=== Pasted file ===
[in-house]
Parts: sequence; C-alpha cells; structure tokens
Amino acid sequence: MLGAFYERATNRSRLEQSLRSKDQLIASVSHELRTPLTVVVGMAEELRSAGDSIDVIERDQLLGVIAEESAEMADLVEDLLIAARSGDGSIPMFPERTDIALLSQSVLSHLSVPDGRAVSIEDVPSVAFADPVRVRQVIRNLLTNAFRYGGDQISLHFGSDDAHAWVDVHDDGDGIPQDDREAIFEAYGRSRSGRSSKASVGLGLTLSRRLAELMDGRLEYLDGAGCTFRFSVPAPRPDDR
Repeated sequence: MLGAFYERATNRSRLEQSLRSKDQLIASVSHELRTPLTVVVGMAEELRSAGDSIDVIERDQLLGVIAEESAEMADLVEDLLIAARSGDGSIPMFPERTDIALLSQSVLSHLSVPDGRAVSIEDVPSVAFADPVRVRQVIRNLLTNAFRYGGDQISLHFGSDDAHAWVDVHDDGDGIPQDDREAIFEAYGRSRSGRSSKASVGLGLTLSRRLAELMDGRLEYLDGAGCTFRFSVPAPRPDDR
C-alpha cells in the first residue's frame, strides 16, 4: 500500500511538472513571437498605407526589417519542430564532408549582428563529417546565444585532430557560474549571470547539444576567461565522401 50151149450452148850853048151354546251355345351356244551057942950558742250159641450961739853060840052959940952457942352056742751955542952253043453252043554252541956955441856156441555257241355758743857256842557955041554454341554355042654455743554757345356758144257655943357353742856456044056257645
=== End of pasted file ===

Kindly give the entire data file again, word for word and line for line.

[in-house]
Parts: sequence; C-alpha cells; structure tokens
Amino acid sequence: MLGAFYERATNRSRLEQSLRSKDQLIASVSHELRTPLTVVVGMAEELRSAGDSIDVIERDQLLGVIAEESAEMADLVEDLLIAARSGDGSIPMFPERTDIALLSQSVLSHLSVPDGRAVSIEDVPSVAFADPVRVRQVIRNLLTNAFRYGGDQISLHFGSDDAHAWVDVHDDGDGIPQDDREAIFEAYGRSRSGRSSKASVGLGLTLSRRLAELMDGRLEYLDGAGCTFRFSVPAPRPDDR
Repeated sequence: MLGAFYERATNRSRLEQSLRSKDQLIASVSHELRTPLTVVVGMAEELRSAGDSIDVIERDQLLGVIAEESAEMADLVEDLLIAARSGDGSIPMFPERTDIALLSQSVLSHLSVPDGRAVSIEDVPSVAFADPVRVRQVIRNLLTNAFRYGGDQISLHFGSDDAHAWVDVHDDGDGIPQDDREAIFEAYGRSRSGRSSKASVGLGLTLSRRLAELMDGRLEYLDGAGCTFRFSVPAPRPDDR
C-alpha cells in the first residue's frame, strides 16, 4: 500500500511538472513571437498605407526589417519542430564532408549582428563529417546565444585532430557560474549571470547539444576567461565522401 50151149450452148850853048151354546251355345351356244551057942950558742250159641450961739853060840052959940952457942352056742751955542952253043453252043554252541956955441856156441555257241355758743857256842557955041554454341554355042654455743554757345356758144257655943357353742856456044056257645